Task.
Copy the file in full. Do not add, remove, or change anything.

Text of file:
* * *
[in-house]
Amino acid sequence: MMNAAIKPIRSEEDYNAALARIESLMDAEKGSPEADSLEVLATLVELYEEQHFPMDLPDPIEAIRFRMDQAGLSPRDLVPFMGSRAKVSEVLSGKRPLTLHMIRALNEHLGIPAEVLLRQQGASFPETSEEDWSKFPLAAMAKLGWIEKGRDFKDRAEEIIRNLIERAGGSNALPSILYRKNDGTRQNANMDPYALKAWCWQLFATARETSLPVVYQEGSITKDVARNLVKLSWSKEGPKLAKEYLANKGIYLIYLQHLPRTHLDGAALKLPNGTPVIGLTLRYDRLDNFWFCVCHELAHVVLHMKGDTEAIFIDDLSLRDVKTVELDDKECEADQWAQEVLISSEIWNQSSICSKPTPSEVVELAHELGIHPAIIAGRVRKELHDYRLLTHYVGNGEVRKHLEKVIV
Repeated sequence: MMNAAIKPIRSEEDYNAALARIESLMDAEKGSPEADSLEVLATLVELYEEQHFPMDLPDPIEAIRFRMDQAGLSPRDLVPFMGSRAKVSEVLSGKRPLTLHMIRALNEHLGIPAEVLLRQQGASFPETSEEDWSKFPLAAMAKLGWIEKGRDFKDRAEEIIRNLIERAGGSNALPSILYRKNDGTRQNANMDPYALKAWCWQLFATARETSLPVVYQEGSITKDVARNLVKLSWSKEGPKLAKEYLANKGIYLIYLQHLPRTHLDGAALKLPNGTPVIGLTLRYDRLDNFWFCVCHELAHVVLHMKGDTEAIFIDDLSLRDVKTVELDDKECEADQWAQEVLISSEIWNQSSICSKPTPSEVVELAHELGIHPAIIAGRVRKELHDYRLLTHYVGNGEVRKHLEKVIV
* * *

[in-house]
Amino acid sequence: MMNAAIKPIRSEEDYNAALARIESLMDAEKGSPEADSLEVLATLVELYEEQHFPMDLPDPIEAIRFRMDQAGLSPRDLVPFMGSRAKVSEVLSGKRPLTLHMIRALNEHLGIPAEVLLRQQGASFPETSEEDWSKFPLAAMAKLGWIEKGRDFKDRAEEIIRNLIERAGGSNALPSILYRKNDGTRQNANMDPYALKAWCWQLFATARETSLPVVYQEGSITKDVARNLVKLSWSKEGPKLAKEYLANKGIYLIYLQHLPRTHLDGAALKLPNGTPVIGLTLRYDRLDNFWFCVCHELAHVVLHMKGDTEAIFIDDLSLRDVKTVELDDKECEADQWAQEVLISSEIWNQSSICSKPTPSEVVELAHELGIHPAIIAGRVRKELHDYRLLTHYVGNGEVRKHLEKVIV
Repeated sequence: MMNAAIKPIRSEEDYNAALARIESLMDAEKGSPEADSLEVLATLVELYEEQHFPMDLPDPIEAIRFRMDQAGLSPRDLVPFMGSRAKVSEVLSGKRPLTLHMIRALNEHLGIPAEVLLRQQGASFPETSEEDWSKFPLAAMAKLGWIEKGRDFKDRAEEIIRNLIERAGGSNALPSILYRKNDGTRQNANMDPYALKAWCWQLFATARETSLPVVYQEGSITKDVARNLVKLSWSKEGPKLAKEYLANKGIYLIYLQHLPRTHLDGAALKLPNGTPVIGLTLRYDRLDNFWFCVCHELAHVVLHMKGDTEAIFIDDLSLRDVKTVELDDKECEADQWAQEVLISSEIWNQSSICSKPTPSEVVELAHELGIHPAIIAGRVRKELHDYRLLTHYVGNGEVRKHLEKVIV